Sunday, February 26, 2012

Chile by car

As we had to wait for our autopilot to be repaired and returned to us in Chile, we decided to rent a car and take a tour of Chile by land. We experienced such a variety of landscape, people, and temperature. Unknowingly, we were travelling during a festive holiday period and had a labourious time finding reasonable, if any, accommodation. Most towns and cities were packed with people and traffic, making it difficult to get around.

Chile has great roads and terrific signs almost everywhere - it would be hard to get lost along the roads (but maybe in some of the cities with much smaller and less frequent signs). Along Chile's PanAmerican highway, there are many toll booths and on our journey we paid a total of $82,100 Chilean Pesos which equalled about $160. We found hotel rates and general prices to be about equal to or higher than Victoria BC prices whereas we had been expecting cheaper.

Throughout our travels, we drove through many small crowded beach towns such as La Serena and Bahía Inglesa with its white sandy beach. We also went through 3 highly recommended cities (Valdivia, Valpraiso, and Viña del Mar) but because of all the people and traffic it was hard to really appreciate them so we did not linger long. We enjoyed Santiago, with its old colonial buildings right next to its modern sleek buildings - such a contrast - and we had a delightful quaint hotel that felt European; it was right beside a beautiful park that we strolled through.

So many people at Bahia La Serena...

A highlight was going through the Atacama Desert, the driest desert of the world with some areas of no recorded rain. Ever! It was not what we expected for a desert. The Atacama has such a varied landscape from sand dunes, totally smooth rolling hills of striated colours, flat areas with sage brush, and areas with moon-like sharp jutting rocks. The many colours we noted included black, grey, white, tan, green, pink, red, and even purple - a real eye treat! Even though we were travelling during the south's summer, the desert was only about an average daytime temperature of 27 degrees.

How many colours can you count?

Mining is also very, very extensive throughout the desert. Nitrates were highly mined until the Panama Canal was built but now copper is mined extensively. We saw areas of hillsides streaked with layers of chalk/gypsum and Jordan wrote on the road with it. Several old adobe mining villages were present. We also drove past huge mining projects that have changed topography on mountainous scales.

Jordan atop 1 of the smaller mining trucks

Upon reaching Arica at the northern border of Chile, we had planned on crossing into Peru to see the ruins of Machu Picchu. Unfortunately, the only border crossing between Chile and Peru was inaccessible due to the closure of the flooded bridge from heavy rains experienced earlier a ways upstream (Andes). We then decided to head towards Bolivia where we could cross into Peru from Bolivia.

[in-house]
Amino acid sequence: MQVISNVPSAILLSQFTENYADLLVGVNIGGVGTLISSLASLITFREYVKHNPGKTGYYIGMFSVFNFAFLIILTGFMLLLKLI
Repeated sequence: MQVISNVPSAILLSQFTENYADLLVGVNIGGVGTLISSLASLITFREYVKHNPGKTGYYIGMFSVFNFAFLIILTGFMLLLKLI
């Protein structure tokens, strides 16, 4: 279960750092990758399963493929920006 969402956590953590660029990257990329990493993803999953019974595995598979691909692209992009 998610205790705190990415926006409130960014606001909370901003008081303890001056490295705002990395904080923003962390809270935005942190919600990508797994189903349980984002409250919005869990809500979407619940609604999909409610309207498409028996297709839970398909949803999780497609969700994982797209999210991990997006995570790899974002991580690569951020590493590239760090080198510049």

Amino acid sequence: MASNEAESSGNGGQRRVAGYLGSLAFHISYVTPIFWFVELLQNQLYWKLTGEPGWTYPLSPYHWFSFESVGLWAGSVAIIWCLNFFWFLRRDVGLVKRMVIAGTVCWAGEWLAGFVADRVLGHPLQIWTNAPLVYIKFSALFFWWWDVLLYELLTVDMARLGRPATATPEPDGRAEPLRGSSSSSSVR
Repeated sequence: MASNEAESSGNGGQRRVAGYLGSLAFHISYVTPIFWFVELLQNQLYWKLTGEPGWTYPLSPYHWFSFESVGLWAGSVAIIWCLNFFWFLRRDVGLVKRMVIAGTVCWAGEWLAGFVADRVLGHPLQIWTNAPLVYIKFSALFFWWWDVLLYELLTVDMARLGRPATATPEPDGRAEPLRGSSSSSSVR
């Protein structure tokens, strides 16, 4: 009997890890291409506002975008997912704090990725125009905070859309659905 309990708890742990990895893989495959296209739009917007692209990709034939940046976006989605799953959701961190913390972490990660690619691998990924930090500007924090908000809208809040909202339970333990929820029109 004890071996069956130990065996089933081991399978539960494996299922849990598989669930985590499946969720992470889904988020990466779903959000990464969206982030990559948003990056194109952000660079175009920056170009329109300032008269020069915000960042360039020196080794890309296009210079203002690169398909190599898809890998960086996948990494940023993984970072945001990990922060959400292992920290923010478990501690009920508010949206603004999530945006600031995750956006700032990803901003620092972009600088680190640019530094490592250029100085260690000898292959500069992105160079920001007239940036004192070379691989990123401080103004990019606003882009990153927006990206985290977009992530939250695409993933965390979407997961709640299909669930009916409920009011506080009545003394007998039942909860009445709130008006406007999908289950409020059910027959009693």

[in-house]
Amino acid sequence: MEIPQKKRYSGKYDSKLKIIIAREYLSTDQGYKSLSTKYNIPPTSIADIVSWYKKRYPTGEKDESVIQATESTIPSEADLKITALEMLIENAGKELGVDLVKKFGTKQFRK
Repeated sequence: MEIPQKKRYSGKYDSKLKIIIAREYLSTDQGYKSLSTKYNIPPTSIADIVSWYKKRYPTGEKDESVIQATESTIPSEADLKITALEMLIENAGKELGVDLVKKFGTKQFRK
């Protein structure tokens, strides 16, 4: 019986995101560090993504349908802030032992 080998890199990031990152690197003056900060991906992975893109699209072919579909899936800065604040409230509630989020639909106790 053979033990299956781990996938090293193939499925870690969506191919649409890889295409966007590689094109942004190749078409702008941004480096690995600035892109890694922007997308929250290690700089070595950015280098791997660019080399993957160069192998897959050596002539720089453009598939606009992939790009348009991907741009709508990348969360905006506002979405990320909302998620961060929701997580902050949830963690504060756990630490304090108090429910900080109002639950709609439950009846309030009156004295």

Once again, no luck as upon reaching Bolivia, we were told that we could not take our rented car across the border as we did not have proper paperwork to take the car out of Chile. So we walked across the border - just to get our passports stamped with Bolivian stamps! That turned out to be a mistake as it then became difficult to re-enter Chile.

As it turned out, the Bolivian officials are not very concerned with officialdom. They had left for "lunch" to a city 1.5 hours away. But in actuality, they had left for the day to celebrate the festivities of the holiday period (Carnival). After a lot of driving and running around, we, along with a backpacking couple, finally found someone to stamp our passports with the required Bolivia "exit" stamp so that we could properly enter Chile.

We also found out that it was raining extensively in Peru and many people were stranded up on Machu Pichu because of washouts, etc. So all in all, it turned out best that we had not made it to the ruins. Maybe we will try again when we are on the Atlantic side of South America.

We returned to Arica for the night and then headed back towards Santiago, this time along the coast for part of the way where we saw several areas of seaweed being harvested. We stopped at an ancient cemetery beside the highway in the middle of nowhere where wooden structures were falling apart from age.

Sandy desert on 1 side, Pacific Ocean on the other

Driving by the ESO Paranal Astrophysical Observatory (www.eso.org) one day, we thought it would be interesting to check out but tours had to be pre-arranged so we were not allowed to enter.

Later, we walked along a beach where we collected a few beautiful purple sea urchin shells. The next day, we went to see the largest swimming pool in the world (S33°20'57" W71°39'10.6"). Several years ago, I had seen a picture and always wanted to see it for real. Situated in the private residential resort of San Alfonso del Mar in the city of Algarrobo, we were not allowed access but we did snap a photo from a distance. It is 1 km long and holds 250 million L of water. This man-made saltwater lagoon keeps fresh seawater in permanent circulation, drawing it in from one end and pumping it out at the other. With water so clear you can see the bottom even at the deep end of 115 feet. We saw a sailboat on it too! This pool is in the Guinness Book of Records.

Pool with ocean and beach sand in front - sailboat on left

Next it was back to Santiago where we would leave the car for a couple of days to catch a flight on the 28th of February for another adventure!

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